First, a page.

Who is this for?
- All researchers
The University of Toronto is dedicated to promoting excellence in research and scholarship. At the core of excellence in research is adhering to the highest standards of research integrity. Research integrity refers to how researchers conduct and communicate their research (e.g. Honesty and Rigour) and how researchers conduct themselves (e.g. Professionalism, such as ensuring authorship only for those who should be authors). Research integrity is expected in all steps in the research process from deciding on the topic or focus of the research to disseminating what was learned. Research integrity refers to adhering to the highest standards, and goes beyond merely avoiding misconduct.
Researchers are expected to adhere to the University’s Governing Council Policies and Statements, which include, but are not limited to:
- Policy on Ethical Conduct in Research
- Policy on Research Involving Human Subjects
- Statement on Conflict of Interest and Conflict of Commitment
- Policy on Conflict of Interest – Academic Staff
- Policy on Conflict of Interest – Librarians
- Publication Policy
- Research Administration Policy
- Statement on Research Partnerships
- Statement on Human Rights
- Code of Behaviour on Academic Matters
- Framework to Address Allegations of Research Misconduct
In addition to its own Policies and Statements, The University of Toronto supports and is bound by the Tri-Agency Framework: Responsible Conduct of Research including promoting research integrity. All researchers who apply for, or accept, Tri-Agency funds are bound by the Tri-Agencies Policies and Frameworks, including the Framework on the Responsible Conduct of Research. The University also supports the Singapore Statement on Research Integrity formulated by the World Conference on Research Integrity in 2010, recognizing that some of its principles may be more relevant to some disciplines than others.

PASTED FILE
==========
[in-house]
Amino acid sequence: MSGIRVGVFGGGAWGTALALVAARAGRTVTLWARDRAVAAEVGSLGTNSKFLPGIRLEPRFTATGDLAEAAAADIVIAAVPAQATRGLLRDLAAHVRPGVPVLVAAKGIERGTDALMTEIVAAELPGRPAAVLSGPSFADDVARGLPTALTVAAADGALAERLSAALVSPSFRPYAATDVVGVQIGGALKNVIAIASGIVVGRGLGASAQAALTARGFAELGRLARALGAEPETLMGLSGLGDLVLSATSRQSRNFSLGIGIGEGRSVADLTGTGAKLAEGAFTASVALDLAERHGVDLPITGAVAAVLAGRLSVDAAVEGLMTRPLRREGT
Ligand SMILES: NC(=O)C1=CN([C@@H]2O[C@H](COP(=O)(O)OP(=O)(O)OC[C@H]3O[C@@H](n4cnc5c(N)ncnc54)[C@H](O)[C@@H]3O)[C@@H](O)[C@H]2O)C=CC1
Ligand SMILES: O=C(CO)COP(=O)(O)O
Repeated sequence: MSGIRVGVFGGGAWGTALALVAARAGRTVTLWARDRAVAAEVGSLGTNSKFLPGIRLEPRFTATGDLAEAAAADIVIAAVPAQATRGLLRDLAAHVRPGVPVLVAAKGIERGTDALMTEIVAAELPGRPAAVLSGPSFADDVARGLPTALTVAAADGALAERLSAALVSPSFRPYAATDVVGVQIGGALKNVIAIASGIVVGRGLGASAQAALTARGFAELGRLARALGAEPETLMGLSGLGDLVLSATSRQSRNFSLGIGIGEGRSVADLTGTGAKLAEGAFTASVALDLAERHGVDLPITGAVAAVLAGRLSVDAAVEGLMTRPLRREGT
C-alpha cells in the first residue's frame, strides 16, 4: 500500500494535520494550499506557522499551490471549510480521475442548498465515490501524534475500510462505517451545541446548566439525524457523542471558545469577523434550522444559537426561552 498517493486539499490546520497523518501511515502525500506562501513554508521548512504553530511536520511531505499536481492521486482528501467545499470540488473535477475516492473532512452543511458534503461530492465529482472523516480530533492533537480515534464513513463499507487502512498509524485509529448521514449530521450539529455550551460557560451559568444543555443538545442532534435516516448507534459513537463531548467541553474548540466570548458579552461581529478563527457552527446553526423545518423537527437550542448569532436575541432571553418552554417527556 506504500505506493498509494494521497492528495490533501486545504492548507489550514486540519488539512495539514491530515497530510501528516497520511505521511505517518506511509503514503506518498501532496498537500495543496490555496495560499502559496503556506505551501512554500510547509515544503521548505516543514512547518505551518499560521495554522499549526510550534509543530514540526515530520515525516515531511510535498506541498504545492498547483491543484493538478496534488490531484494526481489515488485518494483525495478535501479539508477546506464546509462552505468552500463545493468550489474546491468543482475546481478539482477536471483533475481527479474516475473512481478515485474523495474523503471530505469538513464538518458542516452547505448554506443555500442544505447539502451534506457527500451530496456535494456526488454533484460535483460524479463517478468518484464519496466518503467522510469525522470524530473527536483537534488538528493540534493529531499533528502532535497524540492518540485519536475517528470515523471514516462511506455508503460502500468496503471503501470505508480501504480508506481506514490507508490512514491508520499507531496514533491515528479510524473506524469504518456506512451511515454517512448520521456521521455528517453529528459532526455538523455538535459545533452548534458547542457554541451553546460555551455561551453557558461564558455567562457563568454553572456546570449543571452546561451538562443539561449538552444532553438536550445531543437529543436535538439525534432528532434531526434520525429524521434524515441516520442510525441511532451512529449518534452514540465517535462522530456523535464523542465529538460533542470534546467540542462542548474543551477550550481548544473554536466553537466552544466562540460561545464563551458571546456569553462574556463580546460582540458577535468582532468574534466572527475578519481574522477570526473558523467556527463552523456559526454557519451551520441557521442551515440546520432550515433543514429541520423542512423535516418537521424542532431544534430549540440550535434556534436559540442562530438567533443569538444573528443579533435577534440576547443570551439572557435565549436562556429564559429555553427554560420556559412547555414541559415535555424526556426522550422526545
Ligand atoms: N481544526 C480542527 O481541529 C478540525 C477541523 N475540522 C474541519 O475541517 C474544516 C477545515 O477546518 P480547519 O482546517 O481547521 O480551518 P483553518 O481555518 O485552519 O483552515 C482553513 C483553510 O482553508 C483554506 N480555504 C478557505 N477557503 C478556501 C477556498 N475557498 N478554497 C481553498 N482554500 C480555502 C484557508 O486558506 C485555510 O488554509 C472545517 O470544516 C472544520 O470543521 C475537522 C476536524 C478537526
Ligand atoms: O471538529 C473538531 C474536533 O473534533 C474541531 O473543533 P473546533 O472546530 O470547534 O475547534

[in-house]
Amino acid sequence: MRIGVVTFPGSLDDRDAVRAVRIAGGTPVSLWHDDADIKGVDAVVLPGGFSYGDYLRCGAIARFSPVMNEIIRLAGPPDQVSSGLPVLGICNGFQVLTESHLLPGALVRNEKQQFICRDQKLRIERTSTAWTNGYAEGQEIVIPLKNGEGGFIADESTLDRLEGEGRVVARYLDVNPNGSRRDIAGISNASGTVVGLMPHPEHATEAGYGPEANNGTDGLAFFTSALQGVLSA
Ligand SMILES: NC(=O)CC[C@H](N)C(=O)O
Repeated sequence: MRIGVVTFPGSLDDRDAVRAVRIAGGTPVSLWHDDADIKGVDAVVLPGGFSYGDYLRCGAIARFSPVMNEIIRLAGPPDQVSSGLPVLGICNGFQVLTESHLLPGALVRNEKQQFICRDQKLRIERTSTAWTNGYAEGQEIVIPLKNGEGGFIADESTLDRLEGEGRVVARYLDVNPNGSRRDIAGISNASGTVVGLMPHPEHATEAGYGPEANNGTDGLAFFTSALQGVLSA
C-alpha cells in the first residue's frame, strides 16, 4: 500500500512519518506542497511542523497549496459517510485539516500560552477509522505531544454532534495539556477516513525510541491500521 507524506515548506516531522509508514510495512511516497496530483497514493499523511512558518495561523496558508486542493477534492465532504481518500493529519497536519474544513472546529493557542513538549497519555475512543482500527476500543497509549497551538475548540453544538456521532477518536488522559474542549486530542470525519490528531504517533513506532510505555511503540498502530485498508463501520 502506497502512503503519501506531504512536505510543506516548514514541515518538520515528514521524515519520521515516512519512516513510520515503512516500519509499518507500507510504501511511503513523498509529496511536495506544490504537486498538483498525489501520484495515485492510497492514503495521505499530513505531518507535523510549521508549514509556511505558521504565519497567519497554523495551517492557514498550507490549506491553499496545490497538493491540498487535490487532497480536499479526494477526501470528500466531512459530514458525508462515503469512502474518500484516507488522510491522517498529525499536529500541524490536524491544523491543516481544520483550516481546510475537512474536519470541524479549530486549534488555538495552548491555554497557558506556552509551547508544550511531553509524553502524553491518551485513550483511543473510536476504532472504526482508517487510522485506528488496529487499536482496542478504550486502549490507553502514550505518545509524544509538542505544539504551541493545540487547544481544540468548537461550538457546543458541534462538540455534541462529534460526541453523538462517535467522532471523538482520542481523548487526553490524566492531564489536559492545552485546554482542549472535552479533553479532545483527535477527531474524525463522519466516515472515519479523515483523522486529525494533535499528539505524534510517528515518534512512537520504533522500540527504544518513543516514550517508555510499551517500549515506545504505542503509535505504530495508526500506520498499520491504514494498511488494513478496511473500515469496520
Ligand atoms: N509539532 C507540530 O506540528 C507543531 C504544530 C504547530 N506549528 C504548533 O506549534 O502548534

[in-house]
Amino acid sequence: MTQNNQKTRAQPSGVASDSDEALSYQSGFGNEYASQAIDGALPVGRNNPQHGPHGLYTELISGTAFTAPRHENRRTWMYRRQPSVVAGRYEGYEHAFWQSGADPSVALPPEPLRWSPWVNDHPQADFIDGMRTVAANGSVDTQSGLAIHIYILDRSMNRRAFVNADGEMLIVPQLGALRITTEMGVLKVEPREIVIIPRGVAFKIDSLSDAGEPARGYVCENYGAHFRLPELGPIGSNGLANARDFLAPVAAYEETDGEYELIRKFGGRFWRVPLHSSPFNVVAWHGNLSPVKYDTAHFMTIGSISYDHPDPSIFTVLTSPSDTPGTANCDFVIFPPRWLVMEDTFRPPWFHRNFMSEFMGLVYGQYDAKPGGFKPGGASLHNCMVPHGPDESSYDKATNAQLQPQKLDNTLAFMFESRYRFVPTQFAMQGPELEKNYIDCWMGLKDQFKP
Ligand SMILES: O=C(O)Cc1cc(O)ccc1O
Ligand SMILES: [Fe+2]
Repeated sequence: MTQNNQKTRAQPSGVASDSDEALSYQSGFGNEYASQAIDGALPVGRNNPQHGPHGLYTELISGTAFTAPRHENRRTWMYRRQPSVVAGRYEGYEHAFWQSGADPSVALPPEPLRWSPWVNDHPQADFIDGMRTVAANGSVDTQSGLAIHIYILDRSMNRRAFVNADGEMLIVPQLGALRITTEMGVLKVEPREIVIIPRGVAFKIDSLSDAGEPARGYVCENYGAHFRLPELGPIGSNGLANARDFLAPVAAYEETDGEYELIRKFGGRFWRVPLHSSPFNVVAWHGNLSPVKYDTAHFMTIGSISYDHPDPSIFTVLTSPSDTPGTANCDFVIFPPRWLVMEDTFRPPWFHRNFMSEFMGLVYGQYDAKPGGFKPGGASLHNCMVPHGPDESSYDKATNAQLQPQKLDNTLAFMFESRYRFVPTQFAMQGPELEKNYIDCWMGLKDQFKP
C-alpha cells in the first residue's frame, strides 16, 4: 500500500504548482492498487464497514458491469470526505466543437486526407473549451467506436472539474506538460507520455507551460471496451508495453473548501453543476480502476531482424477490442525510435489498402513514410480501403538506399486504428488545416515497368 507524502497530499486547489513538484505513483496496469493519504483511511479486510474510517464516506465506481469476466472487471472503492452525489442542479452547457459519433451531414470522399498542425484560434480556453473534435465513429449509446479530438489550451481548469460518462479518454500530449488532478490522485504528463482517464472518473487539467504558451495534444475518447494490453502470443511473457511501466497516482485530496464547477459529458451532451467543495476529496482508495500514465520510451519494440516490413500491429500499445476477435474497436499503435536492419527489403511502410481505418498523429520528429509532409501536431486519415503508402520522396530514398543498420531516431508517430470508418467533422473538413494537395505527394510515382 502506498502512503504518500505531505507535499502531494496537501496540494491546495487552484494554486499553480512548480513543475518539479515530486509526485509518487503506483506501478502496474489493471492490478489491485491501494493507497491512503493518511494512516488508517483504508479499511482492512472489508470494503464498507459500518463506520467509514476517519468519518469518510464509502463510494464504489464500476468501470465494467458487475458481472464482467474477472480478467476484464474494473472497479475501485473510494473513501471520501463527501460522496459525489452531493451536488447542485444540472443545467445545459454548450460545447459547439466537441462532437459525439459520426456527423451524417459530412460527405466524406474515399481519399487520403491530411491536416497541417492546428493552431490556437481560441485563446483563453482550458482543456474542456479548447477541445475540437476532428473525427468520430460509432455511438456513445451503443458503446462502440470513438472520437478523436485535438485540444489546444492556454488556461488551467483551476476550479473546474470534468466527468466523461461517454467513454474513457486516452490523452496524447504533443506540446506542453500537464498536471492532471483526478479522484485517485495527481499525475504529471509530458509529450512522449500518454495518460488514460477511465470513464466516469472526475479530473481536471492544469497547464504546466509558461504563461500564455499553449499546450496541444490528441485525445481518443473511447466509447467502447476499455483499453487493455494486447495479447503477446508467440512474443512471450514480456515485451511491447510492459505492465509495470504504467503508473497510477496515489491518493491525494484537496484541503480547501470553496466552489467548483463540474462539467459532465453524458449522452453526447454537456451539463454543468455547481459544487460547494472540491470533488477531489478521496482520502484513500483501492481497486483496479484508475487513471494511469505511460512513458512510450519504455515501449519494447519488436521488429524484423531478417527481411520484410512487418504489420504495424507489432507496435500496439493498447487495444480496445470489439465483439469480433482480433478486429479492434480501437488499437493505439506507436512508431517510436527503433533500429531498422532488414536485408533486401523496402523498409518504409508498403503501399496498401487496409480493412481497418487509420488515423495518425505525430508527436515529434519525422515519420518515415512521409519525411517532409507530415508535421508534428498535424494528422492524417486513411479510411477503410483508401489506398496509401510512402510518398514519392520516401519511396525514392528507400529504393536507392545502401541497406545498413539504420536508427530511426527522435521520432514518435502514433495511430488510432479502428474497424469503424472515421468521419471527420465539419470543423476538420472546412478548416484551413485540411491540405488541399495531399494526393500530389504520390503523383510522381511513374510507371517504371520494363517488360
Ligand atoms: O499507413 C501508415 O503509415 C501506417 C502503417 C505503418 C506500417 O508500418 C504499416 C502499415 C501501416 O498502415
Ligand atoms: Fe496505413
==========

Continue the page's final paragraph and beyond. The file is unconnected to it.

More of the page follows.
Principles of Research Integrity:
The University expects its researchers to maintain research integrity by upholding the generally accepted standards of their disciplines and following all applicable policies, laws and regulations and sponsor requirements. Below are some generally recognized principles of research integrity:
- Honesty (e.g. upholding intellectual and scholarly truthfulness including the accurate and honest handling and stewardship of information, knowledge or data, truthful reporting of research data, interpretations, findings, conclusions and not ignoring relevant contradictory evidence; acknowledging the work and contributions of others and not taking unearned credit; ensuring that only those who meet the generally accepted criteria for authorship are named as authors of scholarly publications; not taking someone else’s work or ideas as their own)
- Rigour (e.g. ensuring soundness and appropriateness in each step of the research process; ensuring confidence and trustworthiness in each step of the research process)
- Professionalism (e.g., being knowledgeable about research integrity and keeping this knowledge current; supporting a climate of research integrity; being a role model to others about research integrity; seeking help from others who are more knowledgeable about particular aspects of the research or research process)